As many as 400,000 people a year in England and Wales are told they’ve reached the end of their treatment options, according to charity Marie Curie.
Patients with conditions as varied as advanced cancer, dementia and Parkinson’s disease can find themselves in this heartbreaking situation. Many more, such as those with severe eczema, have to put up with intolerable side-effects.
But there is now a lifeline. The Early Access to Medicines Scheme (EAMS) offers patients with ‘life-threatening or seriously debilitating conditions’ the chance to try new drugs shown in trials to be highly effective, before they are licensed by the UK drugs regulator.
Since its launch in 2014, the scheme has allowed more than 1,400 patients across the UK access to new drugs that would otherwise be off-limits.
As many as 400,000 people a year in England and Wales are told they’ve reached the end of their treatment options, according to charity Marie Curie (file photo)
Patients are not usually allowed to take unlicensed medicines because they are not officially proven to be safe and effective and may have unknown side-effects.
The drugs covered by EAMS have gone through medical trials to prove they are safe and effective, but are just awaiting approval. The EAMS scheme allows eligible patients access to drugs early.
To date, 30 new treatments have been added to the scheme by watchdog the Medicines and Healthcare Products Regulatory Agency (MHRA), two-thirds of which have been cancer drugs.
Here are some of the few who have been able to try the very latest treatments . . .
A cough or a cold can be fatal for Connor Griffith – who has muscular dystrophy
DRUG: Idebenone (Raxone)
NUMBER OF PATIENTS WHO BENEFITED: 80
AVAILABILITY: Only through the scheme.
A simple cough or cold can be fatal for Connor Griffith. The 18-year-old has Duchenne muscular dystrophy (DMD), an incurable muscle-wasting condition that affects around 2,500 people in the UK.
Diagnosed aged five, Connor has been using a wheelchair since the age of eight. The condition also affects the muscles around his heart and lungs, causing breathing difficulties.
‘A cold can last weeks because the muscles in his chest don’t work properly and could cause pneumonia,’ says his mother, Alison, 48, a civil servant from Preston, Lancs.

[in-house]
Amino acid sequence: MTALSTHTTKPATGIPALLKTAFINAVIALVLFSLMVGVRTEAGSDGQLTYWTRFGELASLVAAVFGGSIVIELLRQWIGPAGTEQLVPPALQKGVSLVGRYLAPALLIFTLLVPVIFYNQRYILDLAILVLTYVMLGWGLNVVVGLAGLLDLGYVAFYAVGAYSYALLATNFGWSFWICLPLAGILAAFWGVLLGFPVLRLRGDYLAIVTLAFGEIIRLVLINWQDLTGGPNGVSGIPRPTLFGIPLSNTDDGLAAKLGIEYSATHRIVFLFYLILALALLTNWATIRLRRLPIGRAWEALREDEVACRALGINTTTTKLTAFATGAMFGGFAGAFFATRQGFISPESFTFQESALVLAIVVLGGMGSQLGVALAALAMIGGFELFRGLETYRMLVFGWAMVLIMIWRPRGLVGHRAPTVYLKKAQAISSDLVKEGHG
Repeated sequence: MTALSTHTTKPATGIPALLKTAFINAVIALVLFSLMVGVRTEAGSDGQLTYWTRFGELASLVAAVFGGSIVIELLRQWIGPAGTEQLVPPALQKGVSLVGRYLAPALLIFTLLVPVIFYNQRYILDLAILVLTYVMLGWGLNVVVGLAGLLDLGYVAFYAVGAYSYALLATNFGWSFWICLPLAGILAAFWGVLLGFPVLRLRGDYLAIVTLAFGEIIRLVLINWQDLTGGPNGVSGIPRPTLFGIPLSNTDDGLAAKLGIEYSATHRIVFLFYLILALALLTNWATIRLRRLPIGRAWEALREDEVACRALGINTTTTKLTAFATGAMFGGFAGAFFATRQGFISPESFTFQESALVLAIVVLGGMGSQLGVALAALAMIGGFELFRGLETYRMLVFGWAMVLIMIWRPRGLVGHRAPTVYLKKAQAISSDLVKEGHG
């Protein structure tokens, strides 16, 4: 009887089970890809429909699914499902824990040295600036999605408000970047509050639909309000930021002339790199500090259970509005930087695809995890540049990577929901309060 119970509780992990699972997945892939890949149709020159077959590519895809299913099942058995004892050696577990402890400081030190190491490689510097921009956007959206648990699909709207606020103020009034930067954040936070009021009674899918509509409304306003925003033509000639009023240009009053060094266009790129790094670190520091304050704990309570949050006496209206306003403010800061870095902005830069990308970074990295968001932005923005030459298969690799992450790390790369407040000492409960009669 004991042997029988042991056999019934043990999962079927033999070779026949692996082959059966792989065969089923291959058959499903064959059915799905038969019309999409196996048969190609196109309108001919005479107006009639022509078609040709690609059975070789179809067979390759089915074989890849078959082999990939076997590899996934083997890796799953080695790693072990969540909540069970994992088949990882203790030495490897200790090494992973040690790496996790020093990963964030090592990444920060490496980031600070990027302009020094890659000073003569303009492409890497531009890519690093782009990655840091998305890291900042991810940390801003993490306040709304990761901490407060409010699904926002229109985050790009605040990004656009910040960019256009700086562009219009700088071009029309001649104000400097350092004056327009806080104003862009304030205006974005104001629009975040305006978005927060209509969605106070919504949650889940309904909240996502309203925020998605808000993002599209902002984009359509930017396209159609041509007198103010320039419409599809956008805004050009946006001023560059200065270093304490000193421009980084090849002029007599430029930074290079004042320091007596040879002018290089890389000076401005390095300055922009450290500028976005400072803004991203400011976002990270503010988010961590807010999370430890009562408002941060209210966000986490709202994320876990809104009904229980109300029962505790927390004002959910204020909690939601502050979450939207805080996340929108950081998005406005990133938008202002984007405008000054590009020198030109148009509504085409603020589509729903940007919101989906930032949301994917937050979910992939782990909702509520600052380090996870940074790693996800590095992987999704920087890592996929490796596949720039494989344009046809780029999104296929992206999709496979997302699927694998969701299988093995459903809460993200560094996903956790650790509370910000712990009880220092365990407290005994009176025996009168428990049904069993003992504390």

‘Connor took steroids to help with his breathing and had physiotherapy to keep him moving. But by 18, his options were limited.’
Last year, Connor was offered the chance to start taking Raxone. DMD is caused by a deficiency of the protein dystrophin, which disrupts the mitochondria — the powerhouse of cells in muscles — causing gradual weakness.
Raxone is thought to re-energise the mitochondria, specifically slowing down the weakening of the muscles that help with breathing. A 12-month study of 66 patients taking the drug, published in The Lancet in 2015, showed respiratory function declined three times less in those taking the drug, compared with a placebo. ‘To get early access to this has been fantastic,’ says Alison. ‘Children with DMD have a life-limiting condition, so they don’t have time to wait.’
Emily Crossley, from the charity Duchenne UK, says: ‘The length of time it takes for new drugs to be approved can be gut-wrenchingly slow when your child has a very serious illness, so we welcome schemes such as the EAMS.’
For 13 years, Katelyn Jones was covered in open sores that would itch and bleed due to severe eczema
NUMBER OF PATIENTS WHO BENEFITED: 300
AVAILABILITY: Available to adolescents on the NHS since August 2019.
For 13 years, Katelyn Jones was covered in open sores that would itch and bleed. Katelyn, now 15, developed severe eczema — inflammation of the skin that affects 15 million people in the UK — aged two.
Strong steroid creams that should suppress the inflammation and itching did nothing.
‘There wasn’t a patch of skin that wasn’t affected,’ recalls her mother Lucy, 41, a beauty therapist, from Essex. Lucy, who is married to Douglas, 44, an account manager, adds: ‘We put prescribed creams on seven times a day, but she never felt comfortable.’
But last year, Katelyn was told she was eligible through EAMS for the first new treatment for severe eczema in 15 years — a drug called dupilumab.